What is the difference between this two code?


#1



Hi, I am confused between these two codes as shown below. For the first code, there seems to be an issue gsubbing S to th, while subbing s to th works. On the other hand, the second code works perfectly for both S and s. Can somebody help explaining the difference between the first and second code?


print "input please"
user_input = gets.chomp
if user_input.include? "s" || (user_input.include? "S")
    user_input.gsub!(/s/, "th")
    user_input.gsub!(/S/, "th")
else
    print "there is no s \n" #\n enters a new line for next string

end

puts "my string is #{user_input}"

vs
  
print "input please"
user_input = gets.chomp
if (user_input.include? "s") || (user_input.include? "S")
    user_input.gsub!(/s/, "th")
    user_input.gsub!(/S/, "th")
else
    print "there is no s \n" #\n enters a new line for next string

end

puts "my string is #{user_input}"


#2

@digitalwhiz67993 ,

It is an issue of precedence of operations. To get the || to perform the final operation, after both include? methods have had an opportunity to return if necessary, this ...

if user_input.include? "s" || (user_input.include? "S")

... must be modified to this, with the inclusion of the parentheses ...

if (user_input.include? "s") || (user_input.include? "S")

#3

Hi, let me clarify, so what you are saying is that this is just a fix set of rule/law in Ruby language that we have to follow too because there are no reason or explanation behind it. Please enlighten thank you


#4

It is a rule that operators have precedence over method calls. In the first example, the || operator is applied before the left-side include? method call gets invoked. Therefore, this expression gets passed to user_input.include? ...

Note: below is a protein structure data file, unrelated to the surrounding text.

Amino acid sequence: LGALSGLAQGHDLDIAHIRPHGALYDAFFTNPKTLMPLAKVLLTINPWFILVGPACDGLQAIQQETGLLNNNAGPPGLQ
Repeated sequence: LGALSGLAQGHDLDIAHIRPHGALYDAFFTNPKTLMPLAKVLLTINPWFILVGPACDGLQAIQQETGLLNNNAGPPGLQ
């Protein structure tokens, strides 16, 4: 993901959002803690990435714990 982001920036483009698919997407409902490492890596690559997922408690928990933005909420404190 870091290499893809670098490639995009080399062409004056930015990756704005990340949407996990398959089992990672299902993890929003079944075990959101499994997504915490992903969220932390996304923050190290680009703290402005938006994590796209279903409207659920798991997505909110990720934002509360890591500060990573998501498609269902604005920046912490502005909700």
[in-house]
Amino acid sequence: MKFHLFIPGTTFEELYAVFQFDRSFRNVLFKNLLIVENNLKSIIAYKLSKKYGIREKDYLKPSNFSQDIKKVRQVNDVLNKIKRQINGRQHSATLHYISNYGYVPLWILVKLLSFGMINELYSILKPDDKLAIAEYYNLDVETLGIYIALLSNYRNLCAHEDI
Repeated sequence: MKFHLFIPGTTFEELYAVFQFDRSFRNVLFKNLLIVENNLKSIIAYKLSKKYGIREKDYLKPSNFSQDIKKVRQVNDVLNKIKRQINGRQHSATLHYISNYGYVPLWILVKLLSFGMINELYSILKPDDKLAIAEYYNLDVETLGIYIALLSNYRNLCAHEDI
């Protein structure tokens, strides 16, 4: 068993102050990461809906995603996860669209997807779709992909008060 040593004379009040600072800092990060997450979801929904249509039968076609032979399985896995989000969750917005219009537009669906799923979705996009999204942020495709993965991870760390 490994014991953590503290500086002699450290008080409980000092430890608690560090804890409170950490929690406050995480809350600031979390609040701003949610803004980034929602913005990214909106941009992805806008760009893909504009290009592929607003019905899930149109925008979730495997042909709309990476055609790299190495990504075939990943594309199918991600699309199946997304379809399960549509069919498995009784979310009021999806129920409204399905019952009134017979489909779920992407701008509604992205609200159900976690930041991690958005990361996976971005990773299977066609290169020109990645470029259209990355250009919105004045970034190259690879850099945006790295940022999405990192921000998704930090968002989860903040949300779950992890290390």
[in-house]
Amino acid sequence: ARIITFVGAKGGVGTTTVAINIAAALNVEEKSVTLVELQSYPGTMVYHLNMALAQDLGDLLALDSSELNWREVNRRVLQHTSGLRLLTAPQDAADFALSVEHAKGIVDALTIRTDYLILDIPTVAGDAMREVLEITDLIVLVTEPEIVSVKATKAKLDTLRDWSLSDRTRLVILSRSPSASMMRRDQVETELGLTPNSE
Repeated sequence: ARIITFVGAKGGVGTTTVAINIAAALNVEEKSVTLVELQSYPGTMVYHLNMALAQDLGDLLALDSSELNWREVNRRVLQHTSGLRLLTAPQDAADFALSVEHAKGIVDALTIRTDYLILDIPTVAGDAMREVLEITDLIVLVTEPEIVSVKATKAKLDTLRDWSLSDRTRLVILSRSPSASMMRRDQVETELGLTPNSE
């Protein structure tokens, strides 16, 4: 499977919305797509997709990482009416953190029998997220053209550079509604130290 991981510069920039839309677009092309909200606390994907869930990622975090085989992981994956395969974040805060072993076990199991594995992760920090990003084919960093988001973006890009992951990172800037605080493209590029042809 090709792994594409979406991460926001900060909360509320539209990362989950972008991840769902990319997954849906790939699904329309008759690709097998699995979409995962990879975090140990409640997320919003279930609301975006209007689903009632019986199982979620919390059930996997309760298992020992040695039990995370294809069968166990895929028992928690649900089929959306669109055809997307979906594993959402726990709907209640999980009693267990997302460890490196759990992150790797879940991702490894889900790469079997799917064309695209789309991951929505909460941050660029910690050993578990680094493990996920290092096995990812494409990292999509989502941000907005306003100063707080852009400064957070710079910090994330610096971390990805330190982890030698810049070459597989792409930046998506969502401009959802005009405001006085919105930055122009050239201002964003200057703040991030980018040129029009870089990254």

"s" || (user_input.include? "S")

That is not what we need to happen here. In the second example, we are using parentheses to enclose each of the expressions that we intend as the two operands of the || operator. The two operands then become this ...

(user_input.include? "s")

... and this ...

(user_input.include? "S")

..., which is what we want.

An alternate way to do this would be ...

if user_input.include?("s") || user_input.include?("S")
    user_input.gsub!(/s/, "th")
    user_input.gsub!(/S/, "Th")

In the above, parentheses are used to delimit the extent of the arguments that are passed to the .include? method.

Regarding another less important issue, note that in the above, this line from the original code ...

user_input.gsub!(/S/, "th")

has been modified to this ...

user_input.gsub!(/S/, "Th")

... in order to preserve case.

Now, "Silly soup" becomes "Thilly thoup".


#5

Hi when i tried using this if

user_input.include? "s" || user_input.include? "S"

or

(if user_input.include? "s") || user_input.include? "S"

There will be an error as follow
(ruby):2: syntax error, unexpected tSTRING_BEG, expecting keyword_then or ';' or '\n'
if user_input.include? "s" || user_input.include? "S"
^
(ruby):5: syntax error, unexpected keyword_else, expecting $end
What went wrong ? I am slow on this please be patient if im not making sense to you


#6

@digitalwhiz67993 ,

In this first example ...

user_input.include? "s" || user_input.include? "S"

... the following gets passed as the argument to the first occurrence of user_input.include?, because that method call gets invoked last, after everything to the right of it is resolved ...

"s" || user_input.include? "S"

In the second example, ...

(if user_input.include? "s") || user_input.include? "S"

... the parentheses have grouped the first method call with the if, separating the second call from it. On the two sides of the || operator, you have this ...

(if user_input.include? "s")

... and this, as operands ...

user_input.include? "S"

Neither one of the examples will work correctly.

Ruby offers a lot of syntactic flexibility, which is nice, but it can make it easy to make mistakes. However, you can use parentheses to group together the operations you want to perform first.


#7

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